Training Staff Who Supervise Female Offenders

By Brooks, Tonya M. | Corrections Today, August 2007 | Go to article overview

Training Staff Who Supervise Female Offenders


Brooks, Tonya M., Corrections Today


From the opening of the first women's correctional facility in Indiana in 1873 to the present, the vision of supervising female offenders has evolved. Yet, the goals of corrections have remained the same--deterrence, incapacitation, rehabilitation and retribution. Whether these goals might affect male and female offenders differently is rarely discussed. In fact, the gender-based differences between the offenders often are not at the forefront of correctional issues. However, research indicates that they should be.

Gender Differences

Statistics reveal the first set of differences between the two groups of offenders. According the 1999 U.S. Department of Justice, Bureau of Justice Statistics report Women Offenders, there are nearly 2.1 million female offenders incarcerated annually. A 2006 BJS report cited that from 1995 to 2005, the total number of female prisoners grew 57 percent, compared to 34 percent for male offenders. (1) These female offenders are more likely to be serving time for property offenses and drug offenses than male offenders. The second set of differences is based on life experiences. Many correctional facilities have indicated the factors that are more pertinent to female offenders are trauma and abuse, self-esteem and assertiveness, medical and mental health care, and parenting and child care. (2)

To address these factors, many institutions develop programs focused on habilitation and rehabilitation that target the specific needs of women. They offer parenting and family transitional programs and address the transition of female offenders who have committed minor offenses to lower custody levels, such as community facilities. (3) Understanding the personal and criminal behaviors of female offenders is important not only to policy and program development but also to custody and supervision.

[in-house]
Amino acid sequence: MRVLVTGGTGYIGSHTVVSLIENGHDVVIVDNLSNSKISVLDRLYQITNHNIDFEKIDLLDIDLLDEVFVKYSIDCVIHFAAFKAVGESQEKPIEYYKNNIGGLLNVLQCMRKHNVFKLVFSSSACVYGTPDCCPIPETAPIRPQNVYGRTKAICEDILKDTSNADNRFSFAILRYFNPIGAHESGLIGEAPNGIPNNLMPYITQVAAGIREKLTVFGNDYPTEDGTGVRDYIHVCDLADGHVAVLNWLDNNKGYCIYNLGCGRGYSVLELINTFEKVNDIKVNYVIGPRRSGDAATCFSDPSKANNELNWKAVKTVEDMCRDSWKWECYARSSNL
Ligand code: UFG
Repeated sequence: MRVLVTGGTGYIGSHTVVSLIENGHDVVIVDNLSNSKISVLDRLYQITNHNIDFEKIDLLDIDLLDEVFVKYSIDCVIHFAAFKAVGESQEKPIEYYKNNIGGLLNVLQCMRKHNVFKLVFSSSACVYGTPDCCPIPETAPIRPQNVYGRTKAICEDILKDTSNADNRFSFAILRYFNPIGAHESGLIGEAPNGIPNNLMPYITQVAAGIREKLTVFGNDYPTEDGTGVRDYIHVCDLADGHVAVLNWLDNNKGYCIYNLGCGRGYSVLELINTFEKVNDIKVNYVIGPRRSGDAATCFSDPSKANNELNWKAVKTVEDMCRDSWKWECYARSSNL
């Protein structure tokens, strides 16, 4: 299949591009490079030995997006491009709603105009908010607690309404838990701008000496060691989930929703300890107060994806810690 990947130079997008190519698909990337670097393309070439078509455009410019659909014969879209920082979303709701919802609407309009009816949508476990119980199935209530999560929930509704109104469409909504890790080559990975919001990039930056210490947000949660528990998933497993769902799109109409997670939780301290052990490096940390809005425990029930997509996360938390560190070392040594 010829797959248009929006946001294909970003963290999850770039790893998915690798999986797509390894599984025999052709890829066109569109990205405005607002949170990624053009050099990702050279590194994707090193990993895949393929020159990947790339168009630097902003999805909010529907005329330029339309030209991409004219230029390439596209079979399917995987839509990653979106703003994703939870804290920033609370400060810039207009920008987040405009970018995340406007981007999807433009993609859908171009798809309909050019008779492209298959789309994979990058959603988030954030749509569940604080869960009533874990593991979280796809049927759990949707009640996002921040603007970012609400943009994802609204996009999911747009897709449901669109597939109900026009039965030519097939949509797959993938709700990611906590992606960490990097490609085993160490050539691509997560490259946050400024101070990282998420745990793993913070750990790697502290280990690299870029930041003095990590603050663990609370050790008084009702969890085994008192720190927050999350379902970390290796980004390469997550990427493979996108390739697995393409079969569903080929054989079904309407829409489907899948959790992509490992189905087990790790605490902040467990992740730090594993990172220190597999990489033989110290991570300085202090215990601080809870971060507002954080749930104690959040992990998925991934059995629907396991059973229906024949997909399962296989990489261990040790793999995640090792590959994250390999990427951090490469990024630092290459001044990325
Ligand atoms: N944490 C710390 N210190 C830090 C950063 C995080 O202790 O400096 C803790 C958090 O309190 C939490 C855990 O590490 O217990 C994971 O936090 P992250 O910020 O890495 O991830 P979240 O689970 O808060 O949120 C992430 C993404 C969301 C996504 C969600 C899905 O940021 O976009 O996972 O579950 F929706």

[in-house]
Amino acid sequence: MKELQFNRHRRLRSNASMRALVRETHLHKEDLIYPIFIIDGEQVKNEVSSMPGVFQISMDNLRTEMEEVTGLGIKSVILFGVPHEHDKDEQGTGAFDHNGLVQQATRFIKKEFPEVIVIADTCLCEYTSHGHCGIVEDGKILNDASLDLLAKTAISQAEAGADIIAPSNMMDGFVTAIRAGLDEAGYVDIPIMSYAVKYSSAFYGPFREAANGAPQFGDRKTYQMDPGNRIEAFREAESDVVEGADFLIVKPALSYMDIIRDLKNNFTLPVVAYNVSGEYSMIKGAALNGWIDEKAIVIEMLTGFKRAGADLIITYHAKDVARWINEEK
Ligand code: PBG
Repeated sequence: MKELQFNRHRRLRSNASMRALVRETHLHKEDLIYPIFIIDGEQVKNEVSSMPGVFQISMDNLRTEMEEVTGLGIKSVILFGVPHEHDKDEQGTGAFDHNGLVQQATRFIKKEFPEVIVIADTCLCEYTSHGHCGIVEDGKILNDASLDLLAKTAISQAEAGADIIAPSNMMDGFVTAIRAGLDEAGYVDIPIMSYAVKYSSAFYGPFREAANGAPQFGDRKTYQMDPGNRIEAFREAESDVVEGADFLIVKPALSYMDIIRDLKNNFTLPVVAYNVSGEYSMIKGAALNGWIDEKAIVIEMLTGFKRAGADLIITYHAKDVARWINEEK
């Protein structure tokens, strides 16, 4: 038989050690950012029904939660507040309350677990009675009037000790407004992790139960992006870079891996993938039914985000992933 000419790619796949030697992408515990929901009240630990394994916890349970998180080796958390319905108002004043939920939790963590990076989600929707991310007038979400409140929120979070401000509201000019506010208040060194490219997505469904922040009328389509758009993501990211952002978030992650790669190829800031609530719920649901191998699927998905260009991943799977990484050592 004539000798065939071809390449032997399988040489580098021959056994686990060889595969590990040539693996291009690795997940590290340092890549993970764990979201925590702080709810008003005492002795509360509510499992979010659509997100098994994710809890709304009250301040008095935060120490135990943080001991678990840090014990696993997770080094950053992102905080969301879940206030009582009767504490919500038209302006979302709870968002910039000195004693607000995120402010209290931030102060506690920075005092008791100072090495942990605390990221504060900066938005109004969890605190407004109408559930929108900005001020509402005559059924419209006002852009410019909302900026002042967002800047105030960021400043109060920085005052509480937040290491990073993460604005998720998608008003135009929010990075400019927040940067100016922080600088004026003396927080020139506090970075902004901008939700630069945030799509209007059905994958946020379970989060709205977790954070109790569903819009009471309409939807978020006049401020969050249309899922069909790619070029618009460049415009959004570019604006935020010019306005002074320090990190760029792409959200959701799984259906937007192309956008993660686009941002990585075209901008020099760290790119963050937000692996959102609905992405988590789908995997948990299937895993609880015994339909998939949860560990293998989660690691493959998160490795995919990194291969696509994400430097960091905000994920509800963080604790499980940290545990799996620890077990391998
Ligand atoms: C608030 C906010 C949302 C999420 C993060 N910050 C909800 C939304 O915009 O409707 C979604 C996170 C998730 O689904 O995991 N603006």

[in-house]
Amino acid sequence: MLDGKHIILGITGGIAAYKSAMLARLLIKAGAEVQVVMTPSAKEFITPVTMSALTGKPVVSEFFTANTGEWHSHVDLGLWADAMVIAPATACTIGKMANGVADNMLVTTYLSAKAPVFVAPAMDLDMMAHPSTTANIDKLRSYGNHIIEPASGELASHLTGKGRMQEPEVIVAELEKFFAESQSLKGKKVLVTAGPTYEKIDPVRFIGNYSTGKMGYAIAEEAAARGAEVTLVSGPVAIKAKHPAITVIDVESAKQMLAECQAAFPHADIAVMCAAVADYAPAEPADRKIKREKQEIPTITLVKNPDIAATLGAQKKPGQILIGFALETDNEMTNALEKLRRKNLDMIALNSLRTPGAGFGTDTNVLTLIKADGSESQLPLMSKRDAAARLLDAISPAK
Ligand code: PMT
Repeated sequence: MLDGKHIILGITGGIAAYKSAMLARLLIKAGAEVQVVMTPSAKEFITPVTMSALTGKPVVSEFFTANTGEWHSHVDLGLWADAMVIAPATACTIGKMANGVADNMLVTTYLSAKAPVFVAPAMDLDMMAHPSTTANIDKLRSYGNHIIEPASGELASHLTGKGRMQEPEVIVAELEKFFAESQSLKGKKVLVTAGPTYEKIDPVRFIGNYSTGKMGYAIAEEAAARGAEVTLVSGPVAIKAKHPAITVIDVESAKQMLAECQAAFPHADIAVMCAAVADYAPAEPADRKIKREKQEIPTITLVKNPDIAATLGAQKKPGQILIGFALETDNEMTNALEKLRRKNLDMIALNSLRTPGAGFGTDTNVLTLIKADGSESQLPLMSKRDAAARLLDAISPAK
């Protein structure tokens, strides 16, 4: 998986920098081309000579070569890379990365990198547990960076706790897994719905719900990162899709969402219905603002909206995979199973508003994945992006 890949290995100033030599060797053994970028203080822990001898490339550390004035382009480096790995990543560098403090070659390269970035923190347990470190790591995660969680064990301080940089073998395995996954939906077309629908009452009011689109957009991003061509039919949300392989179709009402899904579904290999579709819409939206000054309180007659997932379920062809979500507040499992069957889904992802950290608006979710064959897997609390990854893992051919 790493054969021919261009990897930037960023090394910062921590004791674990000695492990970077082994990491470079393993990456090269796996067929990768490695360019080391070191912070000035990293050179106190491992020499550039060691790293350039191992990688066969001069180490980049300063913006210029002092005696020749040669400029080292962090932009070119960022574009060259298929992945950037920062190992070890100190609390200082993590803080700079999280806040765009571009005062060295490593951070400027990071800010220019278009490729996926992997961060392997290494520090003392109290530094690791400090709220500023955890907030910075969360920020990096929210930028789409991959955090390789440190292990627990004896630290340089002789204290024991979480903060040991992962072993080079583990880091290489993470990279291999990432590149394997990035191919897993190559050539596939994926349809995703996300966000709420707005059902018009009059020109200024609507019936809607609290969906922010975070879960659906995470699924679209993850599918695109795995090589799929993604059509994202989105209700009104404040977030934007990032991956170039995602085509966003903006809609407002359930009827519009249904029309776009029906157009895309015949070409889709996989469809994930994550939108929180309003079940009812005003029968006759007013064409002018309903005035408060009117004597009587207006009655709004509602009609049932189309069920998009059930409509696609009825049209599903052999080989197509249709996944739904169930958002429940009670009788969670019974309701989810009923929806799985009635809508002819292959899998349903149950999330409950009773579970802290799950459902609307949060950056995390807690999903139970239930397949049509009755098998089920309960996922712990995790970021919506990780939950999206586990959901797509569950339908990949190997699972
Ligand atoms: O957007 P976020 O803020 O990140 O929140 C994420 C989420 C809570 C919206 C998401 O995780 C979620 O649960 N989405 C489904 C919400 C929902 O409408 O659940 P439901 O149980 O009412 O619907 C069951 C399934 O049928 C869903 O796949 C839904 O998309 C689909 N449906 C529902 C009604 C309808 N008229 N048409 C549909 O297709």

Gender-Specific Training

ACA has taken the initiative to work closely with correctional staff to develop a comprehensive training program that addresses the critical issues involved in supervising female offenders. The association teamed with correctional experts, in areas such as gender-responsive programming, mental health and abuse/domestic violence, to design customized online courses that will help correctional staff supervise female offenders.

This series of courses, launched by ACA's Online Corrections Academy (OCA) is titled "Supervising Women Offenders in Correctional Institutions." The series has four courses that are specifically designed for correctional officers who work in jails and prisons on the federal, state and local levels. The courses also are applicable to correctional supervisors and managers who want a basic review of the subject. The four courses are:

WOM206: Understanding Women Offenders. Since 1995, the number of female offenders in prisons and jails has increased faster than the number of male offenders. The goal of this course is to help correctional staff learn about the female offender population and how these offenders create different challenges than male offenders. …

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